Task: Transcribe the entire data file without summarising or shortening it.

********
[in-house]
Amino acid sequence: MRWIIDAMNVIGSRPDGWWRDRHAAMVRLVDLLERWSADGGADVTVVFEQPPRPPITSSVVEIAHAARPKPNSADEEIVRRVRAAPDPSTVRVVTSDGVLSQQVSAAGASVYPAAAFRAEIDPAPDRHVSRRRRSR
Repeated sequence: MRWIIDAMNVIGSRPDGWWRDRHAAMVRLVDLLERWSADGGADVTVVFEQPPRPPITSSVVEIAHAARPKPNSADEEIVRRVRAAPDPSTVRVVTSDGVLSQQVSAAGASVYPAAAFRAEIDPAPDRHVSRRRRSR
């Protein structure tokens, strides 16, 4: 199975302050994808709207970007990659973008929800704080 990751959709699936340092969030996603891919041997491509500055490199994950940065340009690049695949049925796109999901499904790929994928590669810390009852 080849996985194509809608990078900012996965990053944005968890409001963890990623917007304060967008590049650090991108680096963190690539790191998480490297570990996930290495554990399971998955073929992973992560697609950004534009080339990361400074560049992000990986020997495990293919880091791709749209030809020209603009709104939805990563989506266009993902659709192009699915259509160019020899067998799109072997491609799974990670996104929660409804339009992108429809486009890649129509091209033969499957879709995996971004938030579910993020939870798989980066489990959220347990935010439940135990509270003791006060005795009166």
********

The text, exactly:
[in-house]
Amino acid sequence: MRWIIDAMNVIGSRPDGWWRDRHAAMVRLVDLLERWSADGGADVTVVFEQPPRPPITSSVVEIAHAARPKPNSADEEIVRRVRAAPDPSTVRVVTSDGVLSQQVSAAGASVYPAAAFRAEIDPAPDRHVSRRRRSR
Repeated sequence: MRWIIDAMNVIGSRPDGWWRDRHAAMVRLVDLLERWSADGGADVTVVFEQPPRPPITSSVVEIAHAARPKPNSADEEIVRRVRAAPDPSTVRVVTSDGVLSQQVSAAGASVYPAAAFRAEIDPAPDRHVSRRRRSR
């Protein structure tokens, strides 16, 4: 199975302050994808709207970007990659973008929800704080 990751959709699936340092969030996603891919041997491509500055490199994950940065340009690049695949049925796109999901499904790929994928590669810390009852 080849996985194509809608990078900012996965990053944005968890409001963890990623917007304060967008590049650090991108680096963190690539790191998480490297570990996930290495554990399971998955073929992973992560697609950004534009080339990361400074560049992000990986020997495990293919880091791709749209030809020209603009709104939805990563989506266009993902659709192009699915259509160019020899067998799109072997491609799974990670996104929660409804339009992108429809486009890649129509091209033969499957879709995996971004938030579910993020939870798989980066489990959220347990935010439940135990509270003791006060005795009166």